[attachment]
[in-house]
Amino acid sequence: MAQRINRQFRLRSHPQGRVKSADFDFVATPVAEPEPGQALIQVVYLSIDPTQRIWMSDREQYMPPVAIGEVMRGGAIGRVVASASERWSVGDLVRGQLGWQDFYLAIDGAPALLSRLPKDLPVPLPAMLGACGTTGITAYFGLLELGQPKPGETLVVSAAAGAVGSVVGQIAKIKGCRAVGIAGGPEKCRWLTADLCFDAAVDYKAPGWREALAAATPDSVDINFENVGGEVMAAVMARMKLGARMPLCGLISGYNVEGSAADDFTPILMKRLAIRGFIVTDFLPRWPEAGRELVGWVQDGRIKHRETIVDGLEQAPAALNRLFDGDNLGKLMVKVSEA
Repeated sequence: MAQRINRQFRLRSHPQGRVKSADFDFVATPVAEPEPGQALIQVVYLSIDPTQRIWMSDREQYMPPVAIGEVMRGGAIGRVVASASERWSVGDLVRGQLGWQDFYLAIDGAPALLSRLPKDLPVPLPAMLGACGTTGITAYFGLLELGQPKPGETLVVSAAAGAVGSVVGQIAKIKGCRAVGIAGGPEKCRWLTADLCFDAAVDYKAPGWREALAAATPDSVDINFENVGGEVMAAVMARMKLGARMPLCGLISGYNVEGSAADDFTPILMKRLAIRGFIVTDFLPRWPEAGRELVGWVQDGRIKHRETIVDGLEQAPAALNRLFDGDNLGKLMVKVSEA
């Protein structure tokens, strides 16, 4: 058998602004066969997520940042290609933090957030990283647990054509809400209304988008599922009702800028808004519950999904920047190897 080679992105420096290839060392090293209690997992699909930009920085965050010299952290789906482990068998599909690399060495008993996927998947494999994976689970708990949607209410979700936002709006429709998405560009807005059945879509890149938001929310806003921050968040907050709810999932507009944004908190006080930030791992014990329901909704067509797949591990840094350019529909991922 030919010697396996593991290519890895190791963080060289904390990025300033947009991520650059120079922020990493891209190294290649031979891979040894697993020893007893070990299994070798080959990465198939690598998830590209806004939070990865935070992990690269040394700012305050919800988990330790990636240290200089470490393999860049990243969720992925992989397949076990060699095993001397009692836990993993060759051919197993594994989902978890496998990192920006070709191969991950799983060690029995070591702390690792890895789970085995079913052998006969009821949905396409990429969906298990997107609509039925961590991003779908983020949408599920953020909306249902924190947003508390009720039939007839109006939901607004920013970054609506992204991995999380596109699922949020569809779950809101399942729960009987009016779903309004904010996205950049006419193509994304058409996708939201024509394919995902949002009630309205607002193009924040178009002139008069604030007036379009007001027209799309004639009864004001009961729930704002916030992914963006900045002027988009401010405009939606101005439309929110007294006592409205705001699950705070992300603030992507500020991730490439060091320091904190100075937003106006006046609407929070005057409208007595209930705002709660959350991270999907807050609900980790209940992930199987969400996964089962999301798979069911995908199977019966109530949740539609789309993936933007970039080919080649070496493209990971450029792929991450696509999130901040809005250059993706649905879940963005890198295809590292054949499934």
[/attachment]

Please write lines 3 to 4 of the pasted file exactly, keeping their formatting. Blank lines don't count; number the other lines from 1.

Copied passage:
Repeated sequence: MAQRINRQFRLRSHPQGRVKSADFDFVATPVAEPEPGQALIQVVYLSIDPTQRIWMSDREQYMPPVAIGEVMRGGAIGRVVASASERWSVGDLVRGQLGWQDFYLAIDGAPALLSRLPKDLPVPLPAMLGACGTTGITAYFGLLELGQPKPGETLVVSAAAGAVGSVVGQIAKIKGCRAVGIAGGPEKCRWLTADLCFDAAVDYKAPGWREALAAATPDSVDINFENVGGEVMAAVMARMKLGARMPLCGLISGYNVEGSAADDFTPILMKRLAIRGFIVTDFLPRWPEAGRELVGWVQDGRIKHRETIVDGLEQAPAALNRLFDGDNLGKLMVKVSEA
């Protein structure tokens, strides 16, 4: 058998602004066969997520940042290609933090957030990283647990054509809400209304988008599922009702800028808004519950999904920047190897 080679992105420096290839060392090293209690997992699909930009920085965050010299952290789906482990068998599909690399060495008993996927998947494999994976689970708990949607209410979700936002709006429709998405560009807005059945879509890149938001929310806003921050968040907050709810999932507009944004908190006080930030791992014990329901909704067509797949591990840094350019529909991922 030919010697396996593991290519890895190791963080060289904390990025300033947009991520650059120079922020990493891209190294290649031979891979040894697993020893007893070990299994070798080959990465198939690598998830590209806004939070990865935070992990690269040394700012305050919800988990330790990636240290200089470490393999860049990243969720992925992989397949076990060699095993001397009692836990993993060759051919197993594994989902978890496998990192920006070709191969991950799983060690029995070591702390690792890895789970085995079913052998006969009821949905396409990429969906298990997107609509039925961590991003779908983020949408599920953020909306249902924190947003508390009720039939007839109006939901607004920013970054609506992204991995999380596109699922949020569809779950809101399942729960009987009016779903309004904010996205950049006419193509994304058409996708939201024509394919995902949002009630309205607002193009924040178009002139008069604030007036379009007001027209799309004639009864004001009961729930704002916030992914963006900045002027988009401010405009939606101005439309929110007294006592409205705001699950705070992300603030992507500020991730490439060091320091904190100075937003106006006046609407929070005057409208007595209930705002709660959350991270999907807050609900980790209940992930199987969400996964089962999301798979069911995908199977019966109530949740539609789309993936933007970039080919080649070496493209990971450029792929991450696509999130901040809005250059993706649905879940963005890198295809590292054949499934």